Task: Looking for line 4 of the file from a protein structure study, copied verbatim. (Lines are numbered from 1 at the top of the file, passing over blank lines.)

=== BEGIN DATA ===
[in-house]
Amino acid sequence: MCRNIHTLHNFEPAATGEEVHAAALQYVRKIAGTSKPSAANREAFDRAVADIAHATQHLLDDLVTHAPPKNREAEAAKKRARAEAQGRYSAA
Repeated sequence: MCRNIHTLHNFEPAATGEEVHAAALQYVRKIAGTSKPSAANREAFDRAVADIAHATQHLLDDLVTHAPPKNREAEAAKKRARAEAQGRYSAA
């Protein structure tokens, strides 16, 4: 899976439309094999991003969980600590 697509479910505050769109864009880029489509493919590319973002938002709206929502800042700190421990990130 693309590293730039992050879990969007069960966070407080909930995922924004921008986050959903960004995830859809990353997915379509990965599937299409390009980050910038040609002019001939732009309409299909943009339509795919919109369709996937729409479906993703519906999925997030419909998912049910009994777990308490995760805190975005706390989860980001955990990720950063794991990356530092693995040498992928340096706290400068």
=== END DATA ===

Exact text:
């Protein structure tokens, strides 16, 4: 899976439309094999991003969980600590 697509479910505050769109864009880029489509493919590319973002938002709206929502800042700190421990990130 693309590293730039992050879990969007069960966070407080909930995922924004921008986050959903960004995830859809990353997915379509990965599937299409390009980050910038040609002019001939732009309409299909943009339509795919919109369709996937729409479906993703519906999925997030419909998912049910009994777990308490995760805190975005706390989860980001955990990720950063794991990356530092693995040498992928340096706290400068």